February 2015 – Chay Blyth

I suspect some of us in the audience were a little apprehensive. Chay is one of the biggest names in the UK for adventures and feats on the high seas. Knighted for it.

We were wrong to worry. Chay was charming, self-effacing and entertaining. And he really did have a story to tell.

Chay joined the Paras from the factory-floor and was soon rowing the Atlantic in an open 20 footer with John Ridgeway, having never rowed  before (!).  Was there any strain in this relationship? Did, someone once ask Chay, John row too? In a rare contemporary public speech Chay dispelled the doubts. John, he told his audience then, certainly did row – when Chay was cooking…

Chay entered the first single handed round-the-world race, having never sailed before (!), in a 30 foot bilge-keeled family cruiser. He got as far as the Cape of Good Hope, and broached so often he thought this was just normal behaviour for a small yacht. This was the race from which Donald Crowhurst was not to return. In fact only one competitor finished – Robin Knox-Johnson.

Chay was the first person to sail non-stop around the world “the wrong way” i.e. against the prevailing winds and currents, in the Clarke designed “British Steel”. Signalled mid-ocean from a passing vessel, as to where he was bound, he signalled back “Southampton”. To the next question “Whence from?” he signalled “Southampton”. To the last question “via where?” he signalled “Southampton!”. Chay is not a man to waste words. This historic voyage lasted 292 days and a grand welcome was organised with The Ark Royal, massed ratings, a band, and crowds of thousands. The last few days of the voyage had been faster than expected and Chay was at risk of arriving before his welcome party. He was told to “get lost for 2 days”.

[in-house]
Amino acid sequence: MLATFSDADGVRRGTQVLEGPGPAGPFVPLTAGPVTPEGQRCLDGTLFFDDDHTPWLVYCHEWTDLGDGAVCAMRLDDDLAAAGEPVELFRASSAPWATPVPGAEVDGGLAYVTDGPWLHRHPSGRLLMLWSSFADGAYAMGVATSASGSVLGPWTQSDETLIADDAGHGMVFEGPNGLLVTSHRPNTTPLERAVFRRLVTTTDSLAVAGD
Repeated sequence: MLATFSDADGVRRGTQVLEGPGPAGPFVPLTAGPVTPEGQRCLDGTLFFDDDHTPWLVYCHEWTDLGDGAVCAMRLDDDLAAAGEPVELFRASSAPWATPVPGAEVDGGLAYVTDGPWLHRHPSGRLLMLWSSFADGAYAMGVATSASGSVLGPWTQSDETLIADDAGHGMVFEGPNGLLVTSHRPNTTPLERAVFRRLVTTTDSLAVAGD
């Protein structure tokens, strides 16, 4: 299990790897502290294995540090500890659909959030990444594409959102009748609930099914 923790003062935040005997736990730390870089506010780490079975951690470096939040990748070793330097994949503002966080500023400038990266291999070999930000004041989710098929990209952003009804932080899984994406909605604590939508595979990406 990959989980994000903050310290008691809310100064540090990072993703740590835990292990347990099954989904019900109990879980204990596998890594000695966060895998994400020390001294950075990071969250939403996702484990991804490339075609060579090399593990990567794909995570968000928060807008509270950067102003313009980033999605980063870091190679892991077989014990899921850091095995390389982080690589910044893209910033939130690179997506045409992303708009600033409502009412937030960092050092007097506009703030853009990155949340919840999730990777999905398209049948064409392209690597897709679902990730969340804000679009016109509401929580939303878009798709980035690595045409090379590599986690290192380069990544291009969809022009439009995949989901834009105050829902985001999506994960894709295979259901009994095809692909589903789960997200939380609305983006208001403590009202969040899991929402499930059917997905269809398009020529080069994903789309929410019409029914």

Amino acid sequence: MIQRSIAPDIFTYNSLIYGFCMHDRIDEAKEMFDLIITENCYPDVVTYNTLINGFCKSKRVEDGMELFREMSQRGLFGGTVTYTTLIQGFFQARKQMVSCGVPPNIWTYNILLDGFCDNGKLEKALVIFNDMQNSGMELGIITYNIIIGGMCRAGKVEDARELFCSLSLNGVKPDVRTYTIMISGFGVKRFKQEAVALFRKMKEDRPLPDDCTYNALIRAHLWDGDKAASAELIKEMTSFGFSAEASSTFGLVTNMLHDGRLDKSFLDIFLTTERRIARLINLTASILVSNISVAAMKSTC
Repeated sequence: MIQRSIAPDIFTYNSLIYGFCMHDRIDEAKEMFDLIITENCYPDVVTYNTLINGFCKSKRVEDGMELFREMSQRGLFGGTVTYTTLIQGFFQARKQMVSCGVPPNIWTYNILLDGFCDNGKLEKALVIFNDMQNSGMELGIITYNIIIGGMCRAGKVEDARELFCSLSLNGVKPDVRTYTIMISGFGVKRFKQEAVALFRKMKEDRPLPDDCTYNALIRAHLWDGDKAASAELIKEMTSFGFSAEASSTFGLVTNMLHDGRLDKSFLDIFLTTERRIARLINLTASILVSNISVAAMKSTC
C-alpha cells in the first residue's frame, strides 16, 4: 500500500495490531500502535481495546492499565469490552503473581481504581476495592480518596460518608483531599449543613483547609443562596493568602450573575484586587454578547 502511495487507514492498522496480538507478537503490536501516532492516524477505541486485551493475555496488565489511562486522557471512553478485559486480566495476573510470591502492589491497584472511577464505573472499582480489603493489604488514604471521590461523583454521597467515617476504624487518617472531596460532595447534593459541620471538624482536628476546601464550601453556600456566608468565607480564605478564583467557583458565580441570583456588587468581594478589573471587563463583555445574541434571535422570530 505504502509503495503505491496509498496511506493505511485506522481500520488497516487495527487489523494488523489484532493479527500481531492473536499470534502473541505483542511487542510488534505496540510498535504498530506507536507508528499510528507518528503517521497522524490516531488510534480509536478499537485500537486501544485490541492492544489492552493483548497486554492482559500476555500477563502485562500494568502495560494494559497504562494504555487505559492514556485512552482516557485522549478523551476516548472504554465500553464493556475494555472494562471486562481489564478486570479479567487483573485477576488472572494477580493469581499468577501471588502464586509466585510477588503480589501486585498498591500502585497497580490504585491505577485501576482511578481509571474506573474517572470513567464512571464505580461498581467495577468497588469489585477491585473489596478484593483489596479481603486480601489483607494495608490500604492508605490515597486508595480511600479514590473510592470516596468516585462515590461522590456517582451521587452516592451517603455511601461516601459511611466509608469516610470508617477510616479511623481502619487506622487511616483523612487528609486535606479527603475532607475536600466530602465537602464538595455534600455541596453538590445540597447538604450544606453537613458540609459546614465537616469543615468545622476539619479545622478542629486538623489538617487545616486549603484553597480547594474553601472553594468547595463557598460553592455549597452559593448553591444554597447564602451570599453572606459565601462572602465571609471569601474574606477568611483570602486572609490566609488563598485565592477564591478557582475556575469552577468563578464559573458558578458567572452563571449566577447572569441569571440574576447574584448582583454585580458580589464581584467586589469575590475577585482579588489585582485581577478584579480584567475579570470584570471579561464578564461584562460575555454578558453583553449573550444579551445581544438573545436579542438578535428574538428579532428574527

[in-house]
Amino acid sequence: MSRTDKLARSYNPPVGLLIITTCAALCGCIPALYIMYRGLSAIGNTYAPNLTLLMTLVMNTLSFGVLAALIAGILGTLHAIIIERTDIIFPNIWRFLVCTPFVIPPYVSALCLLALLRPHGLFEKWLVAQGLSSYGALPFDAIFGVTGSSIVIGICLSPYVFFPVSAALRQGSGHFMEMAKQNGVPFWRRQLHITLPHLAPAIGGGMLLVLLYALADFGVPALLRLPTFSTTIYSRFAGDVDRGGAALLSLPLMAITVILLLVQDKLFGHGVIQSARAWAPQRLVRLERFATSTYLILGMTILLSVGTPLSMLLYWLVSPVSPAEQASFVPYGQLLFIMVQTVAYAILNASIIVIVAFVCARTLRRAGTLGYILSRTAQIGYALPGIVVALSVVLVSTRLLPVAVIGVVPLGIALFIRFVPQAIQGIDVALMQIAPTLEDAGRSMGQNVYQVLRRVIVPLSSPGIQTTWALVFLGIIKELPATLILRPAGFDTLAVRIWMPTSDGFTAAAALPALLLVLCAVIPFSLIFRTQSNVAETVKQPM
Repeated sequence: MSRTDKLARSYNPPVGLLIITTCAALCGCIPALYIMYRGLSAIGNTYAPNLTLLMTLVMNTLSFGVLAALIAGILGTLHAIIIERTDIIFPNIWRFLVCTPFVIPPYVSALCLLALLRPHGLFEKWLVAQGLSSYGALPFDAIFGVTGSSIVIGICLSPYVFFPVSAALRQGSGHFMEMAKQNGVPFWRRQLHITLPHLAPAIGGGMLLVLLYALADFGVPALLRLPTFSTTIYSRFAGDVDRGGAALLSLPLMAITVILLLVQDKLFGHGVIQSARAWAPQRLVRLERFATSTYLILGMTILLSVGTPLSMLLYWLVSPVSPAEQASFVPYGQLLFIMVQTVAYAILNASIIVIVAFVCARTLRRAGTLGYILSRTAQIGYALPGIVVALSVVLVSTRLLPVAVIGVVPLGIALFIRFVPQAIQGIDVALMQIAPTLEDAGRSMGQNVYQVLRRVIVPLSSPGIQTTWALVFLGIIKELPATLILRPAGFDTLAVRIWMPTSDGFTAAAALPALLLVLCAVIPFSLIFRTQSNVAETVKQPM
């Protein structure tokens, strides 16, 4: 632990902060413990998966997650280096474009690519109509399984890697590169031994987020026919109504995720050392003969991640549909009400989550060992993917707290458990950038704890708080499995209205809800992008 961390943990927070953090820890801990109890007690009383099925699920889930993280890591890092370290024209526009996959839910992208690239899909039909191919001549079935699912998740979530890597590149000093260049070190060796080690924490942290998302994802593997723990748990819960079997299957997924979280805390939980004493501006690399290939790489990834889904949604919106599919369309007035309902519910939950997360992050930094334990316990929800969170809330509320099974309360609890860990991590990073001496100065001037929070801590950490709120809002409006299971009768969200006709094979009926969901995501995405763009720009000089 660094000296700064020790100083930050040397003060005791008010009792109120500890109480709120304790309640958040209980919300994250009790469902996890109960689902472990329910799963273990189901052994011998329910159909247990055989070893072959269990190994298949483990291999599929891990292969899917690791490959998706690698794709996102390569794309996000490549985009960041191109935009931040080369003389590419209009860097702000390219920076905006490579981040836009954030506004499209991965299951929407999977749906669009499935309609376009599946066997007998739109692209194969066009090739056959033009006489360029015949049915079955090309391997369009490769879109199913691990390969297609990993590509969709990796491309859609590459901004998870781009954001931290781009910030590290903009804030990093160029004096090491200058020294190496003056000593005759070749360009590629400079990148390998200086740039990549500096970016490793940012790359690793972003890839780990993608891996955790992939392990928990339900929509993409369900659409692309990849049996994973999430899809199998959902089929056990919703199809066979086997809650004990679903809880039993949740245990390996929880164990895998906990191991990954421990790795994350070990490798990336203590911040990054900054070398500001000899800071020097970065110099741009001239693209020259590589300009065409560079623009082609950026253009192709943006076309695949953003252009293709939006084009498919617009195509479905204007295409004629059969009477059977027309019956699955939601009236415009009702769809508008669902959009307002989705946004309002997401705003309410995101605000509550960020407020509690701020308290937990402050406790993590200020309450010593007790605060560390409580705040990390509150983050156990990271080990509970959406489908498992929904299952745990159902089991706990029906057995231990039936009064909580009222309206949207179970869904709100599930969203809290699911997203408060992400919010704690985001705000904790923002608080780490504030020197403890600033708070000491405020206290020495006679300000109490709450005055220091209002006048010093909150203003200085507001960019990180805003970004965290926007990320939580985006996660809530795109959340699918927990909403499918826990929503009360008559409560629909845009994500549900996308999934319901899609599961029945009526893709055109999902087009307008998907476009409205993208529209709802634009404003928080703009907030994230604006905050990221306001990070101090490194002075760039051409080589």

After numerous excitements aboard ever bigger boats including a trimaran that capsized during a record attempt off Cape Horn,  Chay turned his hand to power boating, co-skippering with Richard Branson.


At some point  Chay organised a trans-Atlantic rowing race, expecting a handful of boats; perhaps 5. In the event there were 28 competitors  – half of them pretty clueless. (One of the competitors was an ex-mayor of Chipping Norton – ed.)

The talk ended with a short movie, showing the battering of the boats and crew in the Global Challenge – the organisation founded by Chay that allowed ordinary men and women to experience the extremes of round-the-world yacht racing. Most memorable was a “blink and you’ve missed it” clip in which a cockpit full of crew is suddenly completely empty, apart from some green water and foam. Wow!

Impressed, were we? Well, you could say that!

POSTSCRIPT: I heard the other day a quotation from Ulysses by  Alfred Tennyson, 1st Baron (1809–92) and I hope Chay will take no offence from my quoting it. It seemed apt. (Ed.)

I cannot rest from travel: I will drink
Life to the lees: all times I have enjoy’d
Greatly, have suffer’d greatly, both with those
That lov’d me, and alone; on shore, and when
Thro’ scudding drifts the rainy Hyades
Vex’d the dim sea. I am become a name..